The full entry is here.

The second entry, posted this morning, focuses on the various “mini-conferences” that will be taking place today – Friday as part of the GAFCON program, and draws on the author’s own experience of the working groups that were formed following the Lausanne Congress on World Evangelization in 1974. As the author writes: Not all conferences are just TALK. Some, through the creation of effective working groups, lead to actions that change the world!

GAFCON II is not all about rousing Plenary Sessions and worship, and fellowship, but it truly is a WORKING CONFERENCE. Of note is that throughout the week (today ”“ Friday) there are a number of “mini-conferences” taking place.

The Challenge of Islam ”“ led by Bishop Michael Nazir Ali
The Work of the Holy Spirit ”“ led by Dr. Stephen Noll
Marriage and Family – led by Dr. John & Ruth Senyonyi
Children and Youths – Rev Zac Vernon
Gospel and Culture – Dr. Alfred Olwa
Being Women of God – Christine Perkin
Aid and Development – Rev Dennis Tongoi
Theological Education – Dr Andrew Shead
Episcopal Ministry – Bishop Wallace Benn

These mini-conferences are a big part of why I believe GAFCON 2013 is important and an event we should uphold in much prayer.

Let me share a somewhat personal example of what can come out of a conference and conference working groups. Although I am too young to have atttended the first Congress on World Evangelization in Lausaane Switzerland in 1974, I have heard a lot about it from a number who were there. John Stott is quoted as describing Lausanne’s Impact as follows:

”˜Many a conference has resembled a fireworks display. It has made a loud noise and illuminated the night sky for a few brief brilliant seconds. What is exciting about Lausanne is that its fire continues to spark off other fires. ’ [from here]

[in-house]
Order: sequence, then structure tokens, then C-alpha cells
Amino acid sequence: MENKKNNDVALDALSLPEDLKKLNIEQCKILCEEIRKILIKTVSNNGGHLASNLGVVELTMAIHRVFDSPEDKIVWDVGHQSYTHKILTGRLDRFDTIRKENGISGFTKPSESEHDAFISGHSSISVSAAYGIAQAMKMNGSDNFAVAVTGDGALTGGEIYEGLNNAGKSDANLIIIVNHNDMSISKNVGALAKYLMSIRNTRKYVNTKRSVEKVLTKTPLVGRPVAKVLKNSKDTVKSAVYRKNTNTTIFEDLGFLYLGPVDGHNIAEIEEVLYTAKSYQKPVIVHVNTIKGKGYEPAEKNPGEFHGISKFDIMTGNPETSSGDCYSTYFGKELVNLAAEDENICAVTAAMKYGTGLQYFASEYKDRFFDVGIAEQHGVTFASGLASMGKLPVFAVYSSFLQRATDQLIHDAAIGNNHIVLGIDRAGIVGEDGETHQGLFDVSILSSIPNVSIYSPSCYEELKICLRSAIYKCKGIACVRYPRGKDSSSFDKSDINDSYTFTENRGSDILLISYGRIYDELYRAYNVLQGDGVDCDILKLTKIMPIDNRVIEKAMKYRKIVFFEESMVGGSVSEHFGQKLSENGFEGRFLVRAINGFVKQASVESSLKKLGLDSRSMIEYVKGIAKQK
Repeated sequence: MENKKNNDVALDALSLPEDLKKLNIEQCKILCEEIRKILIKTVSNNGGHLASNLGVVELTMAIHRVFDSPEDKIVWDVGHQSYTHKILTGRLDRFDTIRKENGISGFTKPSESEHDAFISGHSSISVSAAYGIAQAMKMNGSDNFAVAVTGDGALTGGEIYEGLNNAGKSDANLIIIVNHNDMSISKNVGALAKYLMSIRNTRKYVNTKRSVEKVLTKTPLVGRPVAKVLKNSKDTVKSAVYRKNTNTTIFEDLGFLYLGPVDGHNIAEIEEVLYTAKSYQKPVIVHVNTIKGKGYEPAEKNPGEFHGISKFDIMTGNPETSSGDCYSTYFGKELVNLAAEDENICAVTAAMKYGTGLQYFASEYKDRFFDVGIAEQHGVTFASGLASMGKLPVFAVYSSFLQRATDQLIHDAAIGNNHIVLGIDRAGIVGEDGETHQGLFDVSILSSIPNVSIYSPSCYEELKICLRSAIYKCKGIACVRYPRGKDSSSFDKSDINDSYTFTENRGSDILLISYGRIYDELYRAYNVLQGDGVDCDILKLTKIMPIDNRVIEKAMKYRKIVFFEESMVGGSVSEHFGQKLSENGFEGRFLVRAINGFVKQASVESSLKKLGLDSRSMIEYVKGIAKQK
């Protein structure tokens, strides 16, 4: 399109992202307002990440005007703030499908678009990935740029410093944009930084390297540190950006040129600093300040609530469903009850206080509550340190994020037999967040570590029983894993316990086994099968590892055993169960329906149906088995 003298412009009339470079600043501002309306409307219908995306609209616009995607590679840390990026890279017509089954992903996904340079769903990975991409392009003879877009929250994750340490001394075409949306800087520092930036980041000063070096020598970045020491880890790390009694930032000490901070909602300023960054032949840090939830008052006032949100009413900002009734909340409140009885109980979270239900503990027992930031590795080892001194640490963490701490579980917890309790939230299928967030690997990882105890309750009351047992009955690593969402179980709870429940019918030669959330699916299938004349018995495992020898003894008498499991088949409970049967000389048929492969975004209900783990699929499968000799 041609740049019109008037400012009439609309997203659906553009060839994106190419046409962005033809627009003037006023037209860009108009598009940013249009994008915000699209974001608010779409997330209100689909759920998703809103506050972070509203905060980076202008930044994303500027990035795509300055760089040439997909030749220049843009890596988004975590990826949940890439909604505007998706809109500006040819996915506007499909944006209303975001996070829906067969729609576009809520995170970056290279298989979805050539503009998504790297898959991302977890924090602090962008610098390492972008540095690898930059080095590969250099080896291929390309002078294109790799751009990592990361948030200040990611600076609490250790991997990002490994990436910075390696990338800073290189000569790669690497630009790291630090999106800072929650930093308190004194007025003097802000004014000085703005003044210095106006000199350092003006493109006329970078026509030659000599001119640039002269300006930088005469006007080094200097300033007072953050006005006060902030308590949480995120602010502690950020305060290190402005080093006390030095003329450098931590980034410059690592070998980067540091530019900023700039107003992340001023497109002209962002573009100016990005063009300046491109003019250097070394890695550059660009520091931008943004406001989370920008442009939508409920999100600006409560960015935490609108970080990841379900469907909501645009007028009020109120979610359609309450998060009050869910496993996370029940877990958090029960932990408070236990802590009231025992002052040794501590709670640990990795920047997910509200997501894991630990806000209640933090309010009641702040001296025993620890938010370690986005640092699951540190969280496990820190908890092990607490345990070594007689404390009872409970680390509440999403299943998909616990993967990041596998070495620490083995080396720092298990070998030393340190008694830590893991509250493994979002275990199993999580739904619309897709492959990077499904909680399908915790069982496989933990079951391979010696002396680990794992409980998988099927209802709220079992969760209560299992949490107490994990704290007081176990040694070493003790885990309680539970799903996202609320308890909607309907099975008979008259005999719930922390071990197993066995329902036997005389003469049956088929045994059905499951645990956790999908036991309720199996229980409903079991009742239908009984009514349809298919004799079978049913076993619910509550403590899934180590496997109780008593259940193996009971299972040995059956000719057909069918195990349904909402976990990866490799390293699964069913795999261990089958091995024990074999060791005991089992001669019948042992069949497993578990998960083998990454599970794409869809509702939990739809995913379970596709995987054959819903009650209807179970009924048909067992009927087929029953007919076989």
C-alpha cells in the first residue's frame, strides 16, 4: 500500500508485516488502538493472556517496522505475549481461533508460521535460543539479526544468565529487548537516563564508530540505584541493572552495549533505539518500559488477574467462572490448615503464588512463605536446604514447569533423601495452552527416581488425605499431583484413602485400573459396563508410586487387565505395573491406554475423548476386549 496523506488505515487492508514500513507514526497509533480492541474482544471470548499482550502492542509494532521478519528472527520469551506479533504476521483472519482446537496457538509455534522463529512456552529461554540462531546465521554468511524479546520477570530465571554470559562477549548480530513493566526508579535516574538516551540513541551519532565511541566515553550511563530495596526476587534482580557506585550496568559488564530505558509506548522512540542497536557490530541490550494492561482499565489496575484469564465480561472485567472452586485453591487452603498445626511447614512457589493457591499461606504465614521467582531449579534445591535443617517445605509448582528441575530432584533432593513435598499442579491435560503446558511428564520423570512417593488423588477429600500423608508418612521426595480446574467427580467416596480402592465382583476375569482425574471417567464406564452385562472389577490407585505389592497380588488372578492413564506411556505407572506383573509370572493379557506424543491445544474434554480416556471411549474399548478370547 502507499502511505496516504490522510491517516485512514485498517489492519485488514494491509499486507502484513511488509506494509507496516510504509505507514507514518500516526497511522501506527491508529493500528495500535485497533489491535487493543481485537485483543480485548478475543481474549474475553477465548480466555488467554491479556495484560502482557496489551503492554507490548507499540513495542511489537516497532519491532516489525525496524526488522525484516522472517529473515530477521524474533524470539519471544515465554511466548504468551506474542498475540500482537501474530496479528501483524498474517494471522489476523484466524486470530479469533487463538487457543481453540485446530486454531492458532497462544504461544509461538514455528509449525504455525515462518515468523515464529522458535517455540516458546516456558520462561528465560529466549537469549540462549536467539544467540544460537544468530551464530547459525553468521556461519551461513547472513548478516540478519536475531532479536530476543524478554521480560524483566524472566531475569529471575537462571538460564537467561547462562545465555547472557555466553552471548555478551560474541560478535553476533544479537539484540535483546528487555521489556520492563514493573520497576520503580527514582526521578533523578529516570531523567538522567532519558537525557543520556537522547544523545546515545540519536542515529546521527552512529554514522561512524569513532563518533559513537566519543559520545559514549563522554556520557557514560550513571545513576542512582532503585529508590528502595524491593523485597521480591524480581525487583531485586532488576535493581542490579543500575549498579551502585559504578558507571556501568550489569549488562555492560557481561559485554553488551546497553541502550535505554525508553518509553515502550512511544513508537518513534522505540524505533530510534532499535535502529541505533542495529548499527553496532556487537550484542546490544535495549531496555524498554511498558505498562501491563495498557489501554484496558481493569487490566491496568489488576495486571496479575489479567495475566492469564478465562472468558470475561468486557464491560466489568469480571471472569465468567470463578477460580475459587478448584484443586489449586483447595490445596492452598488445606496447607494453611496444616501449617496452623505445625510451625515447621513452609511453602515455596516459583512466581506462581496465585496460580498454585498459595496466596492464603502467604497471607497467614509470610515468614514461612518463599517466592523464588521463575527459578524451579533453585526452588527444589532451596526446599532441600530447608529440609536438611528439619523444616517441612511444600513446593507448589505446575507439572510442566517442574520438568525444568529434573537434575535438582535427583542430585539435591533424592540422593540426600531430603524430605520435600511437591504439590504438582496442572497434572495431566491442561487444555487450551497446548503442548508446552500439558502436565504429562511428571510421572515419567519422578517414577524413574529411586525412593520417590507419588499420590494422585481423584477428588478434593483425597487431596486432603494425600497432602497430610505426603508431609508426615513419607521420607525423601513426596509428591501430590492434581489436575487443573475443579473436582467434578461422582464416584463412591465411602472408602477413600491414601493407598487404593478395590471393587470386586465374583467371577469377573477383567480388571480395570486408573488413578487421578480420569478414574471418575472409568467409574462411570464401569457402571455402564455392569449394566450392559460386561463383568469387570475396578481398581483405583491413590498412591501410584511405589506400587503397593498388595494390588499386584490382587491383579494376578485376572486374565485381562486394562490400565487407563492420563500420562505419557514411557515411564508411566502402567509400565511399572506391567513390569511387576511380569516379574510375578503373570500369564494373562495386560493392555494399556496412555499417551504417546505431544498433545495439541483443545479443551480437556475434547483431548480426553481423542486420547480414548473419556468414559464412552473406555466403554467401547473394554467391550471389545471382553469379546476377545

THAT IS MY PRAYER FOR GAFCON 2013 ”“ that it will spark many such fires in terms of effective partnerships and ministries that will lead to the growth of the worldwide Church ”“ both in maturity, and in numbers!
Read it all.

Posted in * Anglican - Episcopal, GAFCON II 2013, Global South Churches & Primates

GAFCON II: Experiences of The Lonely Church throughout the Anglican Communion

In order, the speakers are Richard Ellena, Bishop of Nelson in New Zealand (about which you may read a little over here), Miguel Uchoa, Bishop of the Anglican Diocese of Recife, (about which you may read a little over there), and the third is Charlie Masters, Bishop Coadjutor of the Anglican Church in North America’s diocese in Canada (about which you may read a little over there)–KSH.

Watch it all (a little over 13 1/2 minutes).

Posted in * Anglican - Episcopal, GAFCON II 2013, Global South Churches & Primates

GAFCON II: Archbishop Peter Jensen (and Gafcon General Secretary) addresses the Gafcon Primates

This post is sticky – look below GAFCON Links entry for new posts
The video of Abp. Peter Jensen’s address to the Primates luncheon and the Abp. of Canterbury in Nairobi on Sunday Oct. 20.

Watch it all.

Update: There is also a Transcript of this talk available on the GAFCON site [pdf] and on the AAC site here and on Anglican Ink copied below

TRANSCRIPT: DR PETER JENSEN, General Secretary of the Global Fellowship of Confessing Anglicans

Your graces, my lords, ladies and gentlemen, actually brothers and sisters, it is a very wonderful thing to stand here and look around and see so many whose faces I know so well who I count as comrades, brothers and sisters in the long, arduous business of being Christian. As well as that, I see quite a number whose acquaintance I have just made.

My first duty today is to say particularly to the local committee who have arranged for GAFCON to take place here, how very, very grateful we are to you for the extraordinary amount of work you have done, for the skill with which you have done it, and for the endless hours of time you have put into this. I might say with the High Commissioner how much this has enhanced if I can say so and will enhance the reputation of Kenya and Nairobi.